The stereotypes and sitcom jokes are true: Renting in Manhattan is insanely expensive.
The average rent in Manhattan hit a record high of $3,438 per month in May, according to a new report from Citi Habitats, a residential brokerage firm. That's largely because there are too few apartments available to meet growing demand: The Manhattan vacancy rate was just 0.89 percent in May (h/t Crain's New York).
Manhattan rents have been breaking new records for the past three months, as rents spike across all apartment categories, according to Citi Habitats. The average rent is $85 higher, or 2.5 percent higher, than it was a year ago. Landlords aren't giving out as many rent concessions anymore either.
New York isn't the only place where rents are spiking though. The U.S. is increasingly becoming a renter nation. As banks have tightened their credit standards, buying a home is less feasible than it was during the housing boom. In addition, until housing prices bottom out, even buying a home isn't so attractive. As a result, more and more people are becoming renters.
As rents in Manhattan spike, some New Yorkers are even fleeing to outer boroughs such as Queens, according to Citi Habitats spokesman Daniel Charles. A glimpse of Manhattan's unaffordability: The average three-bedroom apartment in the West Village costs $6,600 per month. Try raising a family in Manhattan, we dare you.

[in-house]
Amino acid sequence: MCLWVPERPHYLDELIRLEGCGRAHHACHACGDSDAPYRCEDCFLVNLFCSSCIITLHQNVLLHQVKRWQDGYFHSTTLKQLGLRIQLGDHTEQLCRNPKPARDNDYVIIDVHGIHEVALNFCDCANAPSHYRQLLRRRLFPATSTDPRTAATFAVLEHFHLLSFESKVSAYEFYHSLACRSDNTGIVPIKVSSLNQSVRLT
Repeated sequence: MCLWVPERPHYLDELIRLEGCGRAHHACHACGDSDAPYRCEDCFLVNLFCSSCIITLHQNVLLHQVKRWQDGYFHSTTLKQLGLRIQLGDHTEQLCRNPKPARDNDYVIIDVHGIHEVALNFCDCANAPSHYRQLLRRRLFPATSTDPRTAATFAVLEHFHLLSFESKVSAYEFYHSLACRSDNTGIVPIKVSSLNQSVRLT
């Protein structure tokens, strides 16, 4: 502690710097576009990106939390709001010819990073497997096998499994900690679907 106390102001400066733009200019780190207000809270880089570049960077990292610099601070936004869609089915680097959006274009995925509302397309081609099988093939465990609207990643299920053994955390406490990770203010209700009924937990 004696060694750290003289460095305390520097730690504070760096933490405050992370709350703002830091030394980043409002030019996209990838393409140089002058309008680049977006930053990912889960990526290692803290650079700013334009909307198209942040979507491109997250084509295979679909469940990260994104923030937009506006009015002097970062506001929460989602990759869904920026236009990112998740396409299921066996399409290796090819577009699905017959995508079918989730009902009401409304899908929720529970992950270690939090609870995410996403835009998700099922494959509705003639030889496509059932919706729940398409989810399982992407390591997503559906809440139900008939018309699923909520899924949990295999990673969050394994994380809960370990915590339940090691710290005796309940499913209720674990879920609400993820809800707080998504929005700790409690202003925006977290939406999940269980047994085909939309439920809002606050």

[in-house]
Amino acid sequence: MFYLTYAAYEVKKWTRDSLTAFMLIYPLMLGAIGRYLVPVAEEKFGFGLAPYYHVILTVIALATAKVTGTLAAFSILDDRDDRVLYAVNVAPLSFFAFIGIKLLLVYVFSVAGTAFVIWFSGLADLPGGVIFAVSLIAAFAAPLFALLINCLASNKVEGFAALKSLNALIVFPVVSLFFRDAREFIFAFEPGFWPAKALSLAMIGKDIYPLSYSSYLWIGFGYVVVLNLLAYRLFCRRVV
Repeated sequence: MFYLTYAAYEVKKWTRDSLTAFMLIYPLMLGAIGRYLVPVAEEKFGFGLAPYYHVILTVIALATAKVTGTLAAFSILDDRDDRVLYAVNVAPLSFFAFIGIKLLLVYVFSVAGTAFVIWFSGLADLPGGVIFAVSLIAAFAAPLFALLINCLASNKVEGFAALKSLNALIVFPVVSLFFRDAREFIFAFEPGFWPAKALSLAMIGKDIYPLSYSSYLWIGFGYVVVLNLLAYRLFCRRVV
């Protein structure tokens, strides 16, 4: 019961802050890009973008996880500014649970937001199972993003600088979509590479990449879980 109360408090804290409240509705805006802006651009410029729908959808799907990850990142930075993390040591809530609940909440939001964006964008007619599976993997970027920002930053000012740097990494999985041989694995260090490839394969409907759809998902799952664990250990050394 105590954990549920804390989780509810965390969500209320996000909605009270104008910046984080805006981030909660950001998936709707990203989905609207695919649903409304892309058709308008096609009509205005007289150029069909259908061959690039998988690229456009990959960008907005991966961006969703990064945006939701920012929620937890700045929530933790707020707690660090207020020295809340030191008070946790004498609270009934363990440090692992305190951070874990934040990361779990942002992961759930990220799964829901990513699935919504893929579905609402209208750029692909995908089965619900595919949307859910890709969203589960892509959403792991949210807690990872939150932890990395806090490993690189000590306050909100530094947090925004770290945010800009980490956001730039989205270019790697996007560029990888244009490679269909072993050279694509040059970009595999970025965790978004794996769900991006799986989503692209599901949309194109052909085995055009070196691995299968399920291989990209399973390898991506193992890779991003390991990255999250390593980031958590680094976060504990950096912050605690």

New York City is especially unaffordable because of the concentration of high-income workers and city regulations. About 50 percent of all rentals in New York City have rent control or rent stabilization. This incentivizes New Yorkers to cling to their rent-controlled or rent-stabilized apartments, forcing newer renters to pay higher rates for fewer available apartments. Various city regulations also prevent developers from building more high-rise residential towers, according to Forbes.In addition, New York City has a high concentration of finance workers, who are paid substantially more than the typical employee. The average annual salary in the finance sector in New York City was $361,330, more than 5 times higher than the average salary for the rest of the private sector in the city -- $66,120 -- according to a report from the New York State Comptroller's office cited by The New York Times.